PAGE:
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The Working Wilderness

The Working Wilderness

Chapter:
(p.75) 9 The Working Wilderness
Source:
Wildness
Author(s):
Courtney White
Publisher:
University of Chicago Press
DOI:10.7208/chicago/9780226444970.003.0010

This chapter argues that the conservation movement needs to reinvent itself from the ground up and that the traditional paradigms of protection, pristineness, and wilderness are increasingly misaligned with modern concerns and innovative on-the-ground practices. The author points toward examples of current practices in the progressive ranching movement to illustrate that the ecological processes that make land healthy for wildlife are the same ones that make it productive for livestock. A key concept in the chapter, applied both to wilderness areas and ranches, is land health, which Aldo Leopold described as the capacity of the land to renew itself. The author uses the concept of land health to evaluate conservation practices and strategies, noting that this criteria—lands that are functioning properly at ecological levels first and foremost—is crucial to conservation and land management. Moreover, the chapter suggests, the traditional segregation of land into “use” and “nonuse” valuations, while automatically assuming the latter to be preferable ecologically, is no longer justifiable.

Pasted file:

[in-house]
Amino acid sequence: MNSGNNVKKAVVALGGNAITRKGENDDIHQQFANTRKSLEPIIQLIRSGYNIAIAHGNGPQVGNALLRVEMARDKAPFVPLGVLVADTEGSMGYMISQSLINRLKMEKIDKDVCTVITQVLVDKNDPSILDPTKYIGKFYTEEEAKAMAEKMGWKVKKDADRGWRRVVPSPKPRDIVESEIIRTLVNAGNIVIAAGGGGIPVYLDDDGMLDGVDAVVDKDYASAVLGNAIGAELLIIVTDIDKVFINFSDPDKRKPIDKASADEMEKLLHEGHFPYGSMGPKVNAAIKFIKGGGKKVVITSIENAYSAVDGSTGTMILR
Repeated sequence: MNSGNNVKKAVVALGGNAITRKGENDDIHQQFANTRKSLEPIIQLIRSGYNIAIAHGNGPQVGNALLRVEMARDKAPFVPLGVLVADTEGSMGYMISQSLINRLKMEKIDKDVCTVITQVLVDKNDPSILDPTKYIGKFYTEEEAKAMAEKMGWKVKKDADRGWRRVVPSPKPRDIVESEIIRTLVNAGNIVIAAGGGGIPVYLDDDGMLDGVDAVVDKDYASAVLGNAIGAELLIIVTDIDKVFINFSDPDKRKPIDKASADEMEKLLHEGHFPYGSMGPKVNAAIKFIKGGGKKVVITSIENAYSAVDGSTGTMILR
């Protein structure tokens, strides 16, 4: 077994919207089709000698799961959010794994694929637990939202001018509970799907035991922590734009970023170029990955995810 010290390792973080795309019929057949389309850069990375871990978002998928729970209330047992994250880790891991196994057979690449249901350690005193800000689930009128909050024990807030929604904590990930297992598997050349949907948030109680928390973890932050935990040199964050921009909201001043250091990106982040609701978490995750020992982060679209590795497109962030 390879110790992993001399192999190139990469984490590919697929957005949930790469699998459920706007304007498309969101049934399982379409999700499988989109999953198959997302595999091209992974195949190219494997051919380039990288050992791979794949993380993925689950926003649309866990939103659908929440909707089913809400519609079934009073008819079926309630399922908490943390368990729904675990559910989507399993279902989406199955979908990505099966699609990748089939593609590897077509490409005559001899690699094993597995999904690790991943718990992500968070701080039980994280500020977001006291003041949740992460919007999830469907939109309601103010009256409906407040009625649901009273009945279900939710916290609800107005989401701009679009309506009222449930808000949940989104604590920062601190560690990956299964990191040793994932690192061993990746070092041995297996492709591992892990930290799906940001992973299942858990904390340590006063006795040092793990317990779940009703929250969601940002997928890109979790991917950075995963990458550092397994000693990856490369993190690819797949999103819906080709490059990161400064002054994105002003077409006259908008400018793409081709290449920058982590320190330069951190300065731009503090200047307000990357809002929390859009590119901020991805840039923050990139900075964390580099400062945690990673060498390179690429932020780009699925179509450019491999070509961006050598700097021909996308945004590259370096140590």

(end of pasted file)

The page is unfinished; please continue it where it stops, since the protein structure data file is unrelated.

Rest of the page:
Keywords:   conservation, land health, ranching, wilderness, Quivira Coalition, holistic range management, progressive ranching movement, Aldo Leopold

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